By Connor Lynch
Almost 40 per cent of ticks tested in Maine last year carried Lyme disease, a difficult to diagnose pathogen that can sneak by undetected and wreak havoc on the infected.
Lyme disease has been a growing concern in Ontario, as deer ticks have slowly increased their range northward over the last few years. In 2016, ticks were being found as far north as Thunder Bay. The disease itself can be difficult to detect or diagnose. It sometimes comes with a telltale bull’s-eye rash, but not always. Lyme disease can be treated with antibiotics, but can produce a host of bizarre health complications if untreated. Symptoms typically appear three to 30 days after a tick bite. Lyme disease can be deadly but it’s extremely rare; only four deaths have been recorded worldwide. There were 987 people in Ontario in 2017 who were diagnosed with Lyme disease.
According to the Eastern Ontario Health Unit, the risk of catching Lyme disease from a tick increases significantly if they’ve been on you for over 24 hours. Ticks are most active in the summer. They climb up long grasses and grab onto anything warm-blooded wandering by that they can reach. Then they hide somewhere on your body and settle in for three to five days to feed on your blood.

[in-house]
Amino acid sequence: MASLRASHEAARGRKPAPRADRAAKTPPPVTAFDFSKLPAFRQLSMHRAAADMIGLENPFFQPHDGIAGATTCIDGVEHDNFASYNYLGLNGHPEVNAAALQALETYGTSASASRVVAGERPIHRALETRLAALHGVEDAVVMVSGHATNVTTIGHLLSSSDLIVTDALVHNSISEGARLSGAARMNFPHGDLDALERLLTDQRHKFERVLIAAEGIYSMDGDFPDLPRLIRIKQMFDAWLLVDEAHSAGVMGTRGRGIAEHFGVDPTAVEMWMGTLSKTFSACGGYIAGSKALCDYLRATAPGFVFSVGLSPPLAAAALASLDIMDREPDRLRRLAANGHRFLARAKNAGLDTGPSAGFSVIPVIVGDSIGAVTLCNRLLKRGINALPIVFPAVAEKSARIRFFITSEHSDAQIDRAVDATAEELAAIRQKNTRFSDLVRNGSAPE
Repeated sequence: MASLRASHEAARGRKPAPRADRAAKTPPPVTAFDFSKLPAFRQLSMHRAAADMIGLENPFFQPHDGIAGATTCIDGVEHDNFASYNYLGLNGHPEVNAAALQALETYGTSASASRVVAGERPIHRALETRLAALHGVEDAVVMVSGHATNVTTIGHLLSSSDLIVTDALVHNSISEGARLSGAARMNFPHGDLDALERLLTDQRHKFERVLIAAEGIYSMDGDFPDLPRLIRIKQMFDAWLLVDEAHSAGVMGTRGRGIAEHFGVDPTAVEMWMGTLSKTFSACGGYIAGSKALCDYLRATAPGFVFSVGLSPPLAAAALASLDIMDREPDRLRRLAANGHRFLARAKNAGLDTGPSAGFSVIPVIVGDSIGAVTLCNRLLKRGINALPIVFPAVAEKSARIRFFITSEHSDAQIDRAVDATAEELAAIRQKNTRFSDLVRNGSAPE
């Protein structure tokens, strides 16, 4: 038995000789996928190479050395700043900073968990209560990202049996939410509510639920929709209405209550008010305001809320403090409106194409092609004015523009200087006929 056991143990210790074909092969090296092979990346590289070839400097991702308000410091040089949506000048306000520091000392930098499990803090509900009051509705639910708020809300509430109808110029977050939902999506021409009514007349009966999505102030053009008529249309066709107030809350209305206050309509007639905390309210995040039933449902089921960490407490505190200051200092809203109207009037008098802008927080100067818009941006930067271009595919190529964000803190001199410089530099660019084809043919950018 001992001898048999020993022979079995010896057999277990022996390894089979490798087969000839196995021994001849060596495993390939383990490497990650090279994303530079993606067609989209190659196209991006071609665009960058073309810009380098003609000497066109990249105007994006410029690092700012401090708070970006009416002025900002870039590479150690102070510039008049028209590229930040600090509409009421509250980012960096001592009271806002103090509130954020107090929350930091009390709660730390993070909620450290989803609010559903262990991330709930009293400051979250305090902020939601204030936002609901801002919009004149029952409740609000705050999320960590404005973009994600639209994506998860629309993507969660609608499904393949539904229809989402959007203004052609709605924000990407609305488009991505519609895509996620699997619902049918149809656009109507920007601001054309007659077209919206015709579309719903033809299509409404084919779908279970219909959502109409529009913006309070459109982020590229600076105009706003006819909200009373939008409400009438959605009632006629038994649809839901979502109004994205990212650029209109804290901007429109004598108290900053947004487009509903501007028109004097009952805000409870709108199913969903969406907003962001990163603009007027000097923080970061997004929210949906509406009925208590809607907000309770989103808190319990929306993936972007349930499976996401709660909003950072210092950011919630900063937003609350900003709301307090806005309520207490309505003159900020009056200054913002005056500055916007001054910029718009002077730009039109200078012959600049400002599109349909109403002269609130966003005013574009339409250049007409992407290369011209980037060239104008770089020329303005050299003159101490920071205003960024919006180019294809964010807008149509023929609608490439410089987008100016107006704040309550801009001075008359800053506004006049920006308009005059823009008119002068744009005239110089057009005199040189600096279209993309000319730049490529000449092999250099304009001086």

If you’ve been out in the woods or bush, check yourself for ticks. They release an anesthetic when they attach, so you may not feel one on you. The health unit also recommends showering if you’ve been outside.
Here are a few tips from Lyme Ontario on what to do if you find a tick on yourself.
• Do not remove the tick yourself. Ticks will vomit the contents of their stomach into you if you pull on them, which increases your chance of getting sick.
• Go to a doctor or hospital immediately to remove the tick with fine-pointed tweezers. Blunt tweezers can crush the body but will leave the head of the tick intact.
• Once the tick is off of you, apply an antiseptic to your skin and wash your hands.
• Ask a physician for an antibiotic to prevent Lyme disease.
• Have the tick tested for Lyme disease.
Lyme disease found in almost 40 per cent of ticks tested in Maine
By Connor Lynch